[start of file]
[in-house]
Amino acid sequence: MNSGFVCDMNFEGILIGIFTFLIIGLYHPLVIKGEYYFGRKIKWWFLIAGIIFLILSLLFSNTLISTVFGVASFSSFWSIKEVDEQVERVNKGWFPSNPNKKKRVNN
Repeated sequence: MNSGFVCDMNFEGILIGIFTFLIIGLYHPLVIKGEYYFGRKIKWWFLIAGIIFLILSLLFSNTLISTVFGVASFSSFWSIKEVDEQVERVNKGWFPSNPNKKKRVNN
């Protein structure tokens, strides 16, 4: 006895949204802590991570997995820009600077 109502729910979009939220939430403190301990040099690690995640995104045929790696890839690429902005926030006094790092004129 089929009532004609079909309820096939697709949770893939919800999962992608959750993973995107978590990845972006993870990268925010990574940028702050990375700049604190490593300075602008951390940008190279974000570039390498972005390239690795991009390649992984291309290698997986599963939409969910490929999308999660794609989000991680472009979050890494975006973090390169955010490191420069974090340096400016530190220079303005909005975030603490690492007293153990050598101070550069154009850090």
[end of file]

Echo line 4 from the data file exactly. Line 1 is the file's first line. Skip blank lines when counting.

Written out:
């Protein structure tokens, strides 16, 4: 006895949204802590991570997995820009600077 109502729910979009939220939430403190301990040099690690995640995104045929790696890839690429902005926030006094790092004129 089929009532004609079909309820096939697709949770893939919800999962992608959750993973995107978590990845972006993870990268925010990574940028702050990375700049604190490593300075602008951390940008190279974000570039390498972005390239690795991009390649992984291309290698997986599963939409969910490929999308999660794609989000991680472009979050890494975006973090390169955010490191420069974090340096400016530190220079303005909005975030603490690492007293153990050598101070550069154009850090």